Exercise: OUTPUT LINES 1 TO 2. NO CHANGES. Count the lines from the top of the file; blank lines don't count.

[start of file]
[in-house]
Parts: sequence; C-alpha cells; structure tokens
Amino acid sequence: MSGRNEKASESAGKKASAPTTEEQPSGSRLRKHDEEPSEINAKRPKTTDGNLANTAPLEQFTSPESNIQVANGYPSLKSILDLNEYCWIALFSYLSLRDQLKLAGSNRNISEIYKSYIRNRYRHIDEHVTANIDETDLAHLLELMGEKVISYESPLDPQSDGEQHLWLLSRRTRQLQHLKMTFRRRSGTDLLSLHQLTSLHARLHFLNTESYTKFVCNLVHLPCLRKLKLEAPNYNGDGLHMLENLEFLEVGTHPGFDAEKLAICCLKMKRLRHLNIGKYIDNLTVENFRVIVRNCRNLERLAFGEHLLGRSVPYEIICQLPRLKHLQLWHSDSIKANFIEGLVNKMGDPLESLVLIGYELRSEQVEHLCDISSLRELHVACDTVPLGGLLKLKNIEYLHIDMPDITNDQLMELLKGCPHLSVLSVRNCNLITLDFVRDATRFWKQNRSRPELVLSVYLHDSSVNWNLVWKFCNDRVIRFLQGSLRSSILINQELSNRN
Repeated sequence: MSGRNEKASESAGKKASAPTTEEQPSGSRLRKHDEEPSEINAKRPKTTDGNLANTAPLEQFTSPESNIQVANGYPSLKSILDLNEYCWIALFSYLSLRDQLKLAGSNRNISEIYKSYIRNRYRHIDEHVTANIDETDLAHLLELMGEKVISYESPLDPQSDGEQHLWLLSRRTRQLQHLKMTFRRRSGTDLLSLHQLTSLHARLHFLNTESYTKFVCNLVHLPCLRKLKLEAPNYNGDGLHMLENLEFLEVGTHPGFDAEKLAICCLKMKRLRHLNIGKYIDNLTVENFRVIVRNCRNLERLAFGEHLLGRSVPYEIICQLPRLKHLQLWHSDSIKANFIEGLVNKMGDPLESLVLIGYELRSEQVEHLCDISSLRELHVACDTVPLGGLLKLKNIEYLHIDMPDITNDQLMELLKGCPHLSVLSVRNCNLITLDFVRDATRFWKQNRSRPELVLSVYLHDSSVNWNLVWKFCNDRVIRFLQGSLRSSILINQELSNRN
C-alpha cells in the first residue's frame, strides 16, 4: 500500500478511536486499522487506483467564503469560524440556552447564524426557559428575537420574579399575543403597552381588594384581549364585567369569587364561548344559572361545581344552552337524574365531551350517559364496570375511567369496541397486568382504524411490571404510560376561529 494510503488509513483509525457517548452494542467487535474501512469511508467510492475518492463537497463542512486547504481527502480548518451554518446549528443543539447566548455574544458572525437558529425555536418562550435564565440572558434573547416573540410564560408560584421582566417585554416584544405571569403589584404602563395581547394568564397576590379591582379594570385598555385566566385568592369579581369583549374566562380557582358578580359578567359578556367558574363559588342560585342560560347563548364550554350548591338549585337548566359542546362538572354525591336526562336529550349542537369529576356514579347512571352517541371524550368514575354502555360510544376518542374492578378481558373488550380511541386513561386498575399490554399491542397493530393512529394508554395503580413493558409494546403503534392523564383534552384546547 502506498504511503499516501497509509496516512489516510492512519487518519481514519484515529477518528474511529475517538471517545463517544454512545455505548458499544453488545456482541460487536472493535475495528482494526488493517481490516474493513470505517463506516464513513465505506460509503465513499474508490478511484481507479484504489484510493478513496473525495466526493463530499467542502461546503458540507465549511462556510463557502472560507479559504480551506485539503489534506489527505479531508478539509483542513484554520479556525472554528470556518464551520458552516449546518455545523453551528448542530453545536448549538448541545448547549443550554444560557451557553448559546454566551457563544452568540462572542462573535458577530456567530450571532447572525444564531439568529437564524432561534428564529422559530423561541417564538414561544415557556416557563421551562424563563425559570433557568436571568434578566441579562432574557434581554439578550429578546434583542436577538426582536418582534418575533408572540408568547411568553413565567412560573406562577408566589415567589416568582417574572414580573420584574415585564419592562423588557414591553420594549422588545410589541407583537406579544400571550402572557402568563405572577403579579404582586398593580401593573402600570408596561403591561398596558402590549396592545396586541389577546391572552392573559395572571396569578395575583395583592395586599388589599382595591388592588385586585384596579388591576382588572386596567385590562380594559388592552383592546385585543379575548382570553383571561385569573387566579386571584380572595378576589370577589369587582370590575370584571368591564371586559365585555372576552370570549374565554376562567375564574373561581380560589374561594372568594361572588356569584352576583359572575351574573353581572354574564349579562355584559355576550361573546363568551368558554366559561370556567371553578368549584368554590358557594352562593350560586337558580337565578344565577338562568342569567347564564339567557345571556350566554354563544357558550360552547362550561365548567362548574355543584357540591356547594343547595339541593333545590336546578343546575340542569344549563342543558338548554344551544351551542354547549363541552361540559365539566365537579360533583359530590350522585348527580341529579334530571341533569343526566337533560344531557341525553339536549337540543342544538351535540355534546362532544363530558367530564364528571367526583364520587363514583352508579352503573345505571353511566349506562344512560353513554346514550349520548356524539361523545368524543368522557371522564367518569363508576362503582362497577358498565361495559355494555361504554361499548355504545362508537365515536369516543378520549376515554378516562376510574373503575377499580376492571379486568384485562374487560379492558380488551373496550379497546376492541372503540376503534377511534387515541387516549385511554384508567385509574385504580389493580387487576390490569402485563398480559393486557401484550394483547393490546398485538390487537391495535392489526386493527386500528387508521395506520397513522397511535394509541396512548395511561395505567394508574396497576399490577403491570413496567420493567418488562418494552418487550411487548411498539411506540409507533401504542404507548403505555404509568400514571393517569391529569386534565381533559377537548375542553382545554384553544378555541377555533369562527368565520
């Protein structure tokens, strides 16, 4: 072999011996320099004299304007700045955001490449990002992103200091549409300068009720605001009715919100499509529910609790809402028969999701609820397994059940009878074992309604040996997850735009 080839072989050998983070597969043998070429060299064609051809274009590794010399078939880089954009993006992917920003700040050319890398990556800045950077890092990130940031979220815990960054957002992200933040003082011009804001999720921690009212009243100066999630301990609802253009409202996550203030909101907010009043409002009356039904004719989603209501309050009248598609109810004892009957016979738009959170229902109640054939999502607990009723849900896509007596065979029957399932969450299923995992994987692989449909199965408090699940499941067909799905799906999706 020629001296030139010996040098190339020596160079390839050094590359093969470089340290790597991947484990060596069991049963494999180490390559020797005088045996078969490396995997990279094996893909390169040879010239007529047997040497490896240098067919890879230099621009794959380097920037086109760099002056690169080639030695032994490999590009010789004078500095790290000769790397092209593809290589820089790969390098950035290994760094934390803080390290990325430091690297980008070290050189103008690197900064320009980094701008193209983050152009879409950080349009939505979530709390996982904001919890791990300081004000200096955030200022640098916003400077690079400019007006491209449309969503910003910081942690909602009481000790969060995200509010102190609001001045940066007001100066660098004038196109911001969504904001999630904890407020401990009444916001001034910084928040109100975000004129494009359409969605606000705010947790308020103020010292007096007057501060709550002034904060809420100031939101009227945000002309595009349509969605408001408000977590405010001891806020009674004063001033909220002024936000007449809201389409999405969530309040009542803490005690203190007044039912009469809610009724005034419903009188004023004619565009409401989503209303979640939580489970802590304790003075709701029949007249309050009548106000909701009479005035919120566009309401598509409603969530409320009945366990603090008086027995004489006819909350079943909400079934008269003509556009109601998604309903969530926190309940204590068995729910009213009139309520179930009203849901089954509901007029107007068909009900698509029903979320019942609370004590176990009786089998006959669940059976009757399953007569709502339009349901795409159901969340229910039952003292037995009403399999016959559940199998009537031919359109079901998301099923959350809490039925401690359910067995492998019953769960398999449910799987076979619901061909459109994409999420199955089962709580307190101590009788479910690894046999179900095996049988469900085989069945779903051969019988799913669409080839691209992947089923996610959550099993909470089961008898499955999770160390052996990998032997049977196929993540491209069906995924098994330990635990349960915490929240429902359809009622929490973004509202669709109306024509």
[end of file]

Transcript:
[in-house]
Parts: sequence; C-alpha cells; structure tokens